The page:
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Red Cross hands out smoke detectors

By Rebecca Rider


SALISBURY — On Union Church Boulevard, Salisbury City Councilwoman Maggie Blackwell knocks on a yellow door. Three Salisbury City Fireman stand behind her on the steps and the shaded walkway, but there’s no movement behind the door’s diamond panes. Blackwell counts to ten, shrugs, and hangs a pamphlet advertising free smoke alarm installations on the door knob.

Saturday the Elizabeth Hanford Dole chapter of the American Red Cross teamed up with the Salisbury Fire Department to do free smoke alarm installations and checks in the Morlan Park neighborhood.

The day is part of a national Red Cross campaign to raise awareness and prevent house fires, and is almost always held in a neighborhood where there’s been an injury or death due to fire.

In Morlan Park, it was a house fire that occurred in January. On the morning of Jan. 25 Carlon Gibbs Hillian, 55, was found lying in the yard outside her burning Gold Hill Drive home. Hillian suffered severe burns on her back and arms, and was taken to the burn center at Wake Forest Baptist Hospital for treatment.

Disaster Program Specialist Heather LeMaster said the Red Cross chooses these neighborhoods for a reason.

“There’s already an awareness in the neighborhood, so that tends to open doors,” she said.

Saturday, approximately 30 volunteers canvassed the area, offering to install a ten-year lithium ion battery smoke detector, free of charge. If the home already had a smoke detector, they’d offer to replace batteries or check the alarm.

“They are going all different directions,” LeMaster said.

Smoke detectors need to be replaced every ten years anyways, Salisbury Fire Department Battalion Chief Tim Hurlocker said.

A functioning smoke detector is a tool that can save people’s lives by alerting them to danger and giving them time to get out of the house, Hurlocker said. Especially because few fire deaths are the result of burns.

“It’s not the fire that actually kills someone,” Hurlocker said. “It’s the smoke inhalation.”

Teams covered a 300-house area between Gold Hill Road and Faith Road and volunteers included Red Cross volunteers, Salisbury City Fire Department representatives, City of Salisbury employees and a few good Samaritans.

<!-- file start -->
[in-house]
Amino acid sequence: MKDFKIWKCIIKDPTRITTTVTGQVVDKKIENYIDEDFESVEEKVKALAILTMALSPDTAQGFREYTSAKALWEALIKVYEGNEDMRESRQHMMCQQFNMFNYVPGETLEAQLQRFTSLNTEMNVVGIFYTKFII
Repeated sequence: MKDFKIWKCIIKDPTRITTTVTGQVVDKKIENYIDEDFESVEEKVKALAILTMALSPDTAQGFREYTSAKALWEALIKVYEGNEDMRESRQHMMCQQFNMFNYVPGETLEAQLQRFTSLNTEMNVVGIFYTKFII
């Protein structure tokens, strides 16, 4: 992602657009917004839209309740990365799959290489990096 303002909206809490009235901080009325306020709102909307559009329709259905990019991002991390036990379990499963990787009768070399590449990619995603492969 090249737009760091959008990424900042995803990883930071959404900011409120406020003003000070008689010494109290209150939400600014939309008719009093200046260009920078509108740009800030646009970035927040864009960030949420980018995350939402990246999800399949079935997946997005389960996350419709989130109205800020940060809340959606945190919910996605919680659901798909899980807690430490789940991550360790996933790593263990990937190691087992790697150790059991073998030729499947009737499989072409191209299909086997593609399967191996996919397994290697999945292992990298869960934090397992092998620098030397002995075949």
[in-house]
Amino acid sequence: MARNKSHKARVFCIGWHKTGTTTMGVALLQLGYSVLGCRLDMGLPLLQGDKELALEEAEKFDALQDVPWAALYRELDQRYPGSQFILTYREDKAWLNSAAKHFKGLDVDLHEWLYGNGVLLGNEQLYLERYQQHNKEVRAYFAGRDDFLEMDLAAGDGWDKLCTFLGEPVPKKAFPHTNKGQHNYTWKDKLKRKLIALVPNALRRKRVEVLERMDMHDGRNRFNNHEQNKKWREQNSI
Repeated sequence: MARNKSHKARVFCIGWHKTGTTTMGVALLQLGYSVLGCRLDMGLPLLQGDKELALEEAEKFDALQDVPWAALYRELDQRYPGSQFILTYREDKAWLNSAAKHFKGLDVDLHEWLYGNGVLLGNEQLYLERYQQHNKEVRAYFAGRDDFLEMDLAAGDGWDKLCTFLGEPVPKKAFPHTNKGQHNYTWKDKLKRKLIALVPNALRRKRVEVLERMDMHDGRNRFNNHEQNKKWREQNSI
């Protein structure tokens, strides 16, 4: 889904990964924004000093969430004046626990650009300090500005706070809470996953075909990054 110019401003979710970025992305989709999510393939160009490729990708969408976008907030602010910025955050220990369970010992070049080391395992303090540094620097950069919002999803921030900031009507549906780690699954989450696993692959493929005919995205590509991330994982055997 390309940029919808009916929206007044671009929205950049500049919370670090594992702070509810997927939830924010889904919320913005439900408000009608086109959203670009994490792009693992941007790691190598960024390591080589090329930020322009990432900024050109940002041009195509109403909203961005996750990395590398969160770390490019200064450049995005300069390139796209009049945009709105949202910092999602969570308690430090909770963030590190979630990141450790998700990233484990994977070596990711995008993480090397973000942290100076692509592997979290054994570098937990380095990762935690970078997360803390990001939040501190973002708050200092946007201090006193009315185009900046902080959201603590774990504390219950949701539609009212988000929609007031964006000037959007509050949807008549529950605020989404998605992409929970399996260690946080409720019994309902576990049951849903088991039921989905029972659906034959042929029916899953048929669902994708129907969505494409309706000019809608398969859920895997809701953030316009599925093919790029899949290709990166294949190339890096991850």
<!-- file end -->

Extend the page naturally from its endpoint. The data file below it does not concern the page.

Caleb and Tommy Byerly drove all the way from Troy to participate in the door-to-door campaign. Caleb, 6, holds a bottle of water and walks beside his grandfather. Tommy Byerly uses a cane and walks slowly – but he’s determined.

“We came out here to help,” he said.

Byerly said he belongs to the Red Cross chapter in Troy, but heard about the event and thought it would be a good idea for Caleb and his brother, aged 9, to learn the value of helping others.

Daniel Michael said that some people answered the door warily, waiting to see what he’s selling. When he tells them the detectors are free, he’s seen a lot of people open up.

On Morlan Park Drive, Michael runs into another group, knocking on doors on the other side of the street. Gloria Woodard, a Red Cross volunteer, has three firemen in tow. She says they’ve installed five or six detectors so far.

“We started out head strong,” she said.

Michael tromps through the grass between two homes on Carolina Boulevard, drill in hand. Behind him, Clarisa Sifford carries a bag of smoke detectors and pamphlets that bear a Red Cross number.

They climb the steps to the front door of a duplex, where Michael rings the doorbell. No one answers, and he folds a pamphlet through the hook on the screen door.

“That’s the thing about going out on a Saturday,” he said. More often than not, no one was home.

On the other end of Carolina Boulevard, Blackwell said that she’s run into two kinds of people today: those who aren’t home, and those who welcome the volunteers in. Blackwell heard about the event in an e-mail, and decided to volunteer.

“I thought it sounded like a good thing,” she said.

At the campaign’s headquarters in Morlan Park, LeMaster keeps tabs on the eight volunteer groups, hands out bags of smoke alarms and keeps a record of houses visited. She said she was determined that everyone have the opportunity to get a smoke alarm.

“We’re gonna go until we run out of smoke detectors, until my volunteers quit, until it’s night time,” she said.

The Red Cross handed out 56 smoke detectors Saturday, and more than 100 educational packets. If you need a smoke detector or CO2 detector, please call the Red Cross at 704-347-8366 or send an e-mail to NCPrepares@redcross.org.

Contact reporter Rebecca Rider at 704-797-4264.



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